Insofar as you can give content to the idea of religious fundamentalism, do you think there are or can be Roman Catholic fundamentalists or not? If you think there are, who are they, or who might they be? If you think there aren’t, or that there can’t be, is this because you think fundamentalists are textual literalists, and Catholicism isn’t especially bothered about the Bible, or for a different reason? Sort of relatedly, do you think there are Hindu fundamentalists or not? If you do, what is it about them that makes them fundamentalists? Answers in comments, please. Please don’t be inhibited by any lack of specialist knowledge about any of these subjects.
For reasons I don’t fully understand, one of the shower-curtain-rings has found its way into the garden, and has come to the attention of Andromache.
I thought that Nick Cohen’s What’s Left? was likely to be the worst book that I would be reading in 2007, but it’s already been beaten, by Gertrude Himmelfarb’s The Roads to Modernity (Knopf, 2004). Well, I spent twenty minutes flipping through it the other day, rather than actually reading it, but even the briefest of flip-throughs makes it clear what a shocker it is. So that’s Cohen off that particular hook.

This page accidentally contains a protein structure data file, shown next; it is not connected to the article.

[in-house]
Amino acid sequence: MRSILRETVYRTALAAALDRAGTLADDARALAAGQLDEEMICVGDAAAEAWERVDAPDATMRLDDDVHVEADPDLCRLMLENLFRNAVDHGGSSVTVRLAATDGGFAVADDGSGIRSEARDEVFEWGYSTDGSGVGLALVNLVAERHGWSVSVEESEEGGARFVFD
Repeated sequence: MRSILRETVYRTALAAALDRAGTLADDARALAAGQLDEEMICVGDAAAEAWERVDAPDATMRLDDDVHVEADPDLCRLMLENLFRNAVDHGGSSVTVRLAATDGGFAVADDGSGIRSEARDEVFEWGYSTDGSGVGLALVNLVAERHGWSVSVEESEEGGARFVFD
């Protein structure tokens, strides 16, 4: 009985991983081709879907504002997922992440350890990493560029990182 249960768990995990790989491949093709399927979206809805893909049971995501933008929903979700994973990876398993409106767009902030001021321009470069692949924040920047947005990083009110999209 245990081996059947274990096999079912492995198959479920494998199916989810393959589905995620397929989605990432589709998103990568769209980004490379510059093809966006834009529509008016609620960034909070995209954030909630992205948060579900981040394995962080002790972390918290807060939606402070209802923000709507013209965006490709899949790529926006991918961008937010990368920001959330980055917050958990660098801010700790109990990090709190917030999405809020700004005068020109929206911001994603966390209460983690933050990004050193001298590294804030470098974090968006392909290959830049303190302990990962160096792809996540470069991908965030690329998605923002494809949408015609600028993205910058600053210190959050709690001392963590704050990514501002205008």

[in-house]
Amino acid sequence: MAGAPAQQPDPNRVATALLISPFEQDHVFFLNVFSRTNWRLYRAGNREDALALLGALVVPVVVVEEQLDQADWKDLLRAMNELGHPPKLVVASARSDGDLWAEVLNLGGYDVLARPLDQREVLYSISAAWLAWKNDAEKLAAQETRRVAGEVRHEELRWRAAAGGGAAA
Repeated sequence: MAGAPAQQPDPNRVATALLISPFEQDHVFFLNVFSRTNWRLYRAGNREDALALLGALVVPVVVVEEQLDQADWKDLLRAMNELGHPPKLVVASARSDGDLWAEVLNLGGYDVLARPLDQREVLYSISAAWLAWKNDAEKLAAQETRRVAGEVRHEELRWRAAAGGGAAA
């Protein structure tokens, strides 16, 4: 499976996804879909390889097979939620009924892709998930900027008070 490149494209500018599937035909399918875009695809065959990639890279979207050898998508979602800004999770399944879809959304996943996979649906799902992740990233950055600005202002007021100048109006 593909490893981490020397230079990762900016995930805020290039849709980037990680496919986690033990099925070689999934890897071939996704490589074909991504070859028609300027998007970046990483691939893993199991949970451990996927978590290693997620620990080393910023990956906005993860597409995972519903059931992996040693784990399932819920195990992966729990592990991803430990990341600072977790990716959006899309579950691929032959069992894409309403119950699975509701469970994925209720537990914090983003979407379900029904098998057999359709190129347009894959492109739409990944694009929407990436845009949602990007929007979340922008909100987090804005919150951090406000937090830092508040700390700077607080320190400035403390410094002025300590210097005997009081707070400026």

(I suppose What’s Left? is also the best book that I’ve read that was published in 2007, but that’s for the pretty obvious reason that it’s the only 2007-vintage volume that I’ve read through so far this year.)
I finally got round to reading Fénelon’s Telemachus over the weekend, which I should have done years ago (and it was splendid), but sitting on the sofa for quite so many hours on end seems to have given me a painful case of upper-arm cramp, so if you hear me barking in pained surprise over the next few hours, that’s probably what that’s about.
I think Mahmood Mamdani’s essay in the LRB is well worth a read. I say “I think”, because I don’t really know a great deal about the history and politics of Sudan, or what’s likely to make things better or worse in Darfur in the near future. But it seemed interesting to me, in a gloomy kind of a way.
Chris Lightfoot, 1978-2007.
Chris was splendid, and one of the few bloggers whose contributions to the world stretched far beyond blogging. (Some details over here.)
Two trivial details: he’s the only person I’ve ever successfully identified in a pub, having only seen their South Park version of themselves ahead of time; and he will always be remembered at the Virtual Stoa for writing the code that powered the Melanie Phillips Naziometer, which used to adorn the sidebar.
My street, apparently. (I hadn’t really noticed.)